BP Tanker First to Ship LNG through Panama Canal

first_imgzoom The liquefied natural gas tanker British Merchant, owned by UK-based oil and gas major BP Plc, will be the first LNG tanker to transit the Expanded Panama Canal in late July, according to Bloomberg.Featuring 138,000 cbm, the tanker will start its journey from the Caribbean Port of Point Fortin, Trinidad and Tobago, where it is currently anchored, according to AIS data provided by Marine Traffic.The 75,059 dwt vessel was built by South Korea’s shipbuilder Samsung Heavy Industries in 2003.The Expanded Panama Canal is capable of serving the LNG carriers coming out of Trinidad and Tobago with destination Chile, as these vessels will now be able to go through the new waterway, saving hundreds of sea miles.The Panama Canal Authority estimated that the new canal could see about 20 million tons of LNG pass through it on an annual basis, equivalent to some 300 ships a year, Bloomberg writes.Panama Canal Administrator and CEO Jorge L. Quijano, earlier said that there are currently “170 reservations for Neopanamax ships, commitments of two new liner services to the Expanded Canal, and a reservation for the first LNG vessel.”The USD 5.25 billion canal’s locks are 70 feet wider and 18 feet deeper than those in the original canal, and they use less water due to water-savings basins that recycle 60 percent of the water used per transit.World Maritime News Stafflast_img read more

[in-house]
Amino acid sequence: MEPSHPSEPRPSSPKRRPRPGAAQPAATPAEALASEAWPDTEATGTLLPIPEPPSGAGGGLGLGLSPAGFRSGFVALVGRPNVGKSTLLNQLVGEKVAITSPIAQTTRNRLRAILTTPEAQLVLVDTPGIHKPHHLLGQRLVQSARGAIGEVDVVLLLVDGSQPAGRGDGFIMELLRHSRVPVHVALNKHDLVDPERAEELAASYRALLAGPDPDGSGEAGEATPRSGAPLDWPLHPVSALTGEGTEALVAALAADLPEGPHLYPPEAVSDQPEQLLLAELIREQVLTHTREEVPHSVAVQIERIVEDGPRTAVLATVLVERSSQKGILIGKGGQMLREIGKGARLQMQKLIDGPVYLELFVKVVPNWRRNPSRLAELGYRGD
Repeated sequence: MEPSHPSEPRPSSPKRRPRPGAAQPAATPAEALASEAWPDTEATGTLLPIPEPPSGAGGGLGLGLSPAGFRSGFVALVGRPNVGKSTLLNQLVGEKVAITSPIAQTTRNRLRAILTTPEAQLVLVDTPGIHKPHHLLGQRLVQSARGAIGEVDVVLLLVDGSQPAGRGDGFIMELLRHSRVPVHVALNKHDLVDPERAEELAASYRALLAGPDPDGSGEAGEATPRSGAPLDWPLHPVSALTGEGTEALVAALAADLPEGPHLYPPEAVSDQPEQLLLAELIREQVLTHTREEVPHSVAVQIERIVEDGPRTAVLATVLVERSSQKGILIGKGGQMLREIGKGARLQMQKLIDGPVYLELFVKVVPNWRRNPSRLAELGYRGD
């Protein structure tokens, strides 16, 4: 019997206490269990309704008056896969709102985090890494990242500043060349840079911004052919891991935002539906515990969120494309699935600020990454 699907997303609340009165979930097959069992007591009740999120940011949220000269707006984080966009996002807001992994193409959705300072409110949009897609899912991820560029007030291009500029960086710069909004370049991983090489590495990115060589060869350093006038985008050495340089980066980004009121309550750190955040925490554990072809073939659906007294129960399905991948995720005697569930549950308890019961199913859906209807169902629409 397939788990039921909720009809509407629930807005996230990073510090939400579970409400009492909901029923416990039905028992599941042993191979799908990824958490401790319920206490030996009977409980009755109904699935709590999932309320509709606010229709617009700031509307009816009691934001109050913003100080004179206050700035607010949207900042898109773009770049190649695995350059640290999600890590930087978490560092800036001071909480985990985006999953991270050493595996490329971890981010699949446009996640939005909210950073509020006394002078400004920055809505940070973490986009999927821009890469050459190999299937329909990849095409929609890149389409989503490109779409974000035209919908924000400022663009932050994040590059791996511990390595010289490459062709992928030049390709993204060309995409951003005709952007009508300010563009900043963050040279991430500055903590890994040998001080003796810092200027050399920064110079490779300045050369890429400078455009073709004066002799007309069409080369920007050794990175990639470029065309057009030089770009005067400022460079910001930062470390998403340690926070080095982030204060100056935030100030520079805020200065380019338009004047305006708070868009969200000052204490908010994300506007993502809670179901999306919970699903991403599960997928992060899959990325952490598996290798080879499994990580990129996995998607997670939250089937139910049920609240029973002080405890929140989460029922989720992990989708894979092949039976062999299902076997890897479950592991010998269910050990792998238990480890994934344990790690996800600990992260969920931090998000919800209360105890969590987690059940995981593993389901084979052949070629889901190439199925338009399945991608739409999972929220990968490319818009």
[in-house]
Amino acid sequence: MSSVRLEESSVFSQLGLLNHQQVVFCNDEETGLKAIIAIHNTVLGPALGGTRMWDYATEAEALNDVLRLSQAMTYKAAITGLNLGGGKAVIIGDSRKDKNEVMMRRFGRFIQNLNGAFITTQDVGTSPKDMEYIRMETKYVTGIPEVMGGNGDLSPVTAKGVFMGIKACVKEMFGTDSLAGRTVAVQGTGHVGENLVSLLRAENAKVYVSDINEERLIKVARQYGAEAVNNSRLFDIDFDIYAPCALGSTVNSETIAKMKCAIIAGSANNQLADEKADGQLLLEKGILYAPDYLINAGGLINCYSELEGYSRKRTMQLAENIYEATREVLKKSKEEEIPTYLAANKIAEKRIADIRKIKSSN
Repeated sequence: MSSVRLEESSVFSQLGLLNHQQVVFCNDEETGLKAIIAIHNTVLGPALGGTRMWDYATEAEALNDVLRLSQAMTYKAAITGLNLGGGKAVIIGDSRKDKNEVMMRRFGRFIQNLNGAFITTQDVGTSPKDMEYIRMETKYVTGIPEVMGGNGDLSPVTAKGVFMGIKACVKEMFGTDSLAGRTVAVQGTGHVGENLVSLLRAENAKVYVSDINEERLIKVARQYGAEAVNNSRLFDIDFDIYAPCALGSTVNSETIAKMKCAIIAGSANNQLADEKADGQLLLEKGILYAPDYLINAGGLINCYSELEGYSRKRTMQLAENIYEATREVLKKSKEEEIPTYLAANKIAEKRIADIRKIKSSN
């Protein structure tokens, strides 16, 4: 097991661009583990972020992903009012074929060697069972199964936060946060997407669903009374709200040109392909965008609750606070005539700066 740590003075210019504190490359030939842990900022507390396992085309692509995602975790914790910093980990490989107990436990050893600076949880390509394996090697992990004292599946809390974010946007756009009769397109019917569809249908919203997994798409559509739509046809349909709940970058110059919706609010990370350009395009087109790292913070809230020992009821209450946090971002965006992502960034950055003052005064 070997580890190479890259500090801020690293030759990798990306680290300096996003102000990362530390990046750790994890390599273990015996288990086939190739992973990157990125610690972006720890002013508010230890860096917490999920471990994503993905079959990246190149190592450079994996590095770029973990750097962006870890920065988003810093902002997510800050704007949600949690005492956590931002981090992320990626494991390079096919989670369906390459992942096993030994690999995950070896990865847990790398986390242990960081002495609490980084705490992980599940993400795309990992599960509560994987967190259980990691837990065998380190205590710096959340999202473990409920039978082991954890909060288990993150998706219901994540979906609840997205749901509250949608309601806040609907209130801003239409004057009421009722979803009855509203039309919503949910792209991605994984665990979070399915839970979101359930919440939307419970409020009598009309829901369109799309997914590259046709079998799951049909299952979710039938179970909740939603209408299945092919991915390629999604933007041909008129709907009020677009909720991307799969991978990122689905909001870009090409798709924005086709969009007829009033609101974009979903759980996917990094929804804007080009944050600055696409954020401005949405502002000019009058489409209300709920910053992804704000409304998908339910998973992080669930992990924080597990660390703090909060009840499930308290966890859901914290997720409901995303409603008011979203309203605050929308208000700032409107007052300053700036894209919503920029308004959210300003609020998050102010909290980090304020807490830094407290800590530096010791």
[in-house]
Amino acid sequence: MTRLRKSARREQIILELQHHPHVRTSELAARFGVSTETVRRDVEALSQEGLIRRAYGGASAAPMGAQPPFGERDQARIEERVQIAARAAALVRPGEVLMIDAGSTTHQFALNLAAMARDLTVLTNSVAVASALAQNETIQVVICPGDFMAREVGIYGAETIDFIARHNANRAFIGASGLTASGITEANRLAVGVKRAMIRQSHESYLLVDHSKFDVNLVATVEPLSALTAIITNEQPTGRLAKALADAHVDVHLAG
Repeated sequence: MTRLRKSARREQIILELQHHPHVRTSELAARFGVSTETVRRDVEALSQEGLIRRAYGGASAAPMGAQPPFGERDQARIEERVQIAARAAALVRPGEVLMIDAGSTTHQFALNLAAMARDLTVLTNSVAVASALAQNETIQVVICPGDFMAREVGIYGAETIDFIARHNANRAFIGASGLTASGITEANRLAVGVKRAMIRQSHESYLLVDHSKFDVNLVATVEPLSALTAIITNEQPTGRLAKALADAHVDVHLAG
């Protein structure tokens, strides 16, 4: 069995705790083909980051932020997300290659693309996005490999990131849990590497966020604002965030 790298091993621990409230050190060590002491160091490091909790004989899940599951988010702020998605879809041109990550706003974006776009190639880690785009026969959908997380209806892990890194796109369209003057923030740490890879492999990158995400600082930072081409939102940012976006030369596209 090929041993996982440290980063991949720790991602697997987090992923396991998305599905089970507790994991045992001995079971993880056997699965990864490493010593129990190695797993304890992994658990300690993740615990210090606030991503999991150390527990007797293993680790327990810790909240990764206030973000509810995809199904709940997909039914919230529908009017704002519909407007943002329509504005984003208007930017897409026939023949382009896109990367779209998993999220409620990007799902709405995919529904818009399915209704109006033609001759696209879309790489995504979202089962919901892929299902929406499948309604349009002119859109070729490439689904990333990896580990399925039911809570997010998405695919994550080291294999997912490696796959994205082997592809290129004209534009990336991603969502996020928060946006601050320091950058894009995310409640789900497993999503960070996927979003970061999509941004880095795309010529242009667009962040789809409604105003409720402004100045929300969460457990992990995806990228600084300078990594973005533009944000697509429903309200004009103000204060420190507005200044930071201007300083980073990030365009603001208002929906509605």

New website showcases joint activities of UN labour and agriculture agencies

6 June 2008Two United Nations agencies dealing with labour and agriculture today launched a new website designed to highlight the many areas in which they work together, including youth employment, safety and health and crisis management. The website: “Food, Agriculture and Decent Work” (www.fao-ilo.org) describes the cooperation and activities of the International Labour Organization (ILO) and the Food and Agriculture Organization (FAO) in 10 major fields and provides links to related information sources. The site showcases work related to decent employment, child labour, youth employment, cooperatives, small and medium enterprises, rural workers, safety and health, crisis management, crops, fisheries and forestry, and labour statistics. The ILO seeks to promote opportunities for women and men to obtain decent and productive work in conditions of freedom, equity, security and human dignity. The goal of FAO is to help reduce hunger and rural poverty through the sustainable development of agriculture, rural areas and their natural resources.“Both organizations share a commitment to support people-centred, sustainable development and fair and inclusive globalization,” according to a news release issued by ILO. “A coordinated strategy is a critical option in order to complement and enhance the work currently being carried out by each organisation, respectively, on labour and agriculture and rural development and promote rural work,” the agency added. read more